This goofy little gal, Joy, is a new arrival here on the ridge.
      She is adopted from HART (Homeless Animal Rescue Team) in Cambria and comes with a great verbosity and

      Joy also seems tireless.
    There are some "howevers."  As she begins to integrate with Luke and Hemingway, we see the emergence of social and/or personality issues in the pack.
     Hemingway, lovable goofball that he is, was the first to adapt. He is such an affectionate cat that we expected a good bonding.
    But whether it is fatigue from playing, or something else, he has become a little more inclined to withdraw, something he rarely did.  He was always underfoot, trying for a lap or asking for attention.  Now, and I am projecting here, clearly, he seems to have a bit of a "aren't I good enough?" attitude.
   Our ocelot/cheetah/leopard-like Luke has been very cool.
When in the garage at night, he retreats to a cave like spot in a corner, under a table.
     He does not seem pleased by a little sister at all.  She has some "tiger" in her as well and that could be part of it.  Luke is a runner, climber, solitary hunter cat anyway, but never so stand offish.
    He is still affectionate and loves his back rubbed, but less so when Joy is around.  He also has taken to "resting" away from our decks.  Usually he is ready for dinner and entry into the garage cat condo at early evening.  The second night Joy was here, he stayed away, running thru fields and didn't come in until after 11PM-dangerous here with so many coyotes, bob cats and cougars.  

   If any of you feel inclined to practice Cat Psychology, please do so.  Our assumption is that with a little time Luke will realize he is the Alpha and has nothing to fear from little sis and will get used to sharing the facilities with one more.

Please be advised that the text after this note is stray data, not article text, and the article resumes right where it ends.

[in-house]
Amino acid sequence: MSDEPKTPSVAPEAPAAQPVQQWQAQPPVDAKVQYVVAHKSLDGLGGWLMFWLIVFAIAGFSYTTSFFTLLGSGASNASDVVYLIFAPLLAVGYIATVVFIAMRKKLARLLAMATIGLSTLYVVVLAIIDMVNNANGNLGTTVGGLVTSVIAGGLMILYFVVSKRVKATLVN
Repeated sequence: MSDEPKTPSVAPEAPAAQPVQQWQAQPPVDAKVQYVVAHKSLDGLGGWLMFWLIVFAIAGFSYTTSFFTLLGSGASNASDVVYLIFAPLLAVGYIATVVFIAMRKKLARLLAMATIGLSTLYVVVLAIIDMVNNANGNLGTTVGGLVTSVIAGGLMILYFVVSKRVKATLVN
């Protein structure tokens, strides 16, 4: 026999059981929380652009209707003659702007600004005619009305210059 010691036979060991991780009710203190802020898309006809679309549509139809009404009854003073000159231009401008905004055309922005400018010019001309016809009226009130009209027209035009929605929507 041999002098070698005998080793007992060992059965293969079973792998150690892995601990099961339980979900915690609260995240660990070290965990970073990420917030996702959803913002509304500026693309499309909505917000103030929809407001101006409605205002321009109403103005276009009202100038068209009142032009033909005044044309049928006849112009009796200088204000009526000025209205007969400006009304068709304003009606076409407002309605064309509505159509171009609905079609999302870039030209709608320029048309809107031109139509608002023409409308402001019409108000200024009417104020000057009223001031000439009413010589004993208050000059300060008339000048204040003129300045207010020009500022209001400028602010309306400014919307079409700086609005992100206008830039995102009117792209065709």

Hemingway seems to be adapting to having a new playmate.  We adopted Joy, in large part because he seemed so lonely.  Luke is off hunting and stalking most of the day and our dear old Nesta is gone. Like us, Hemingway really seems to miss Nesta.  They were napping companions and slept near each other.
   Nesta was failing for the last several months.  At almost 18, we knew it was only a matter of time.  One morning she left the garage when they were let out.  She never returned.  We assume she simply went off to die.
    Nesta was a unique old gal-a Pantera as a Uzbekistan friend called her.  She and her sister, who was killed by a raccoon in Indiana, were beautiful cats from the Russian blue grey line.  She made the continent crossing with us and adapted well to retired life in California.  When her daughter Ziggy died, Nesta went into a real funk.  We adopted Luke and then Hemingway and their companionship brought life and zest back to her.  For a year they were mates.

See you down the trail.

Monday, August 27, 2012


       With apologies if I start sounding like an old goat, but the political conventions today are nothing like they used to be.
        Coming of age as a journalist when I did gave me a chance to cover conventions with things like floor fights, battles over credentials, platform debates and open challenges.  A generation before me there was actual suspense about who'd get the nomination and on what ballot. I saw that at the state level, but the drama at the national conventions was about issues. At least when I started.  
       The last national convention I covered was the start of what they have now become, staged, public relations spectacles.  I remember grousing about it with Larry King and Peter Jennings as we took hallway breaks outside the "Skyboxes".   Our body clocks must have been on the same time zone because we headed to the men's room about the same time. "Here we go again," King would intone.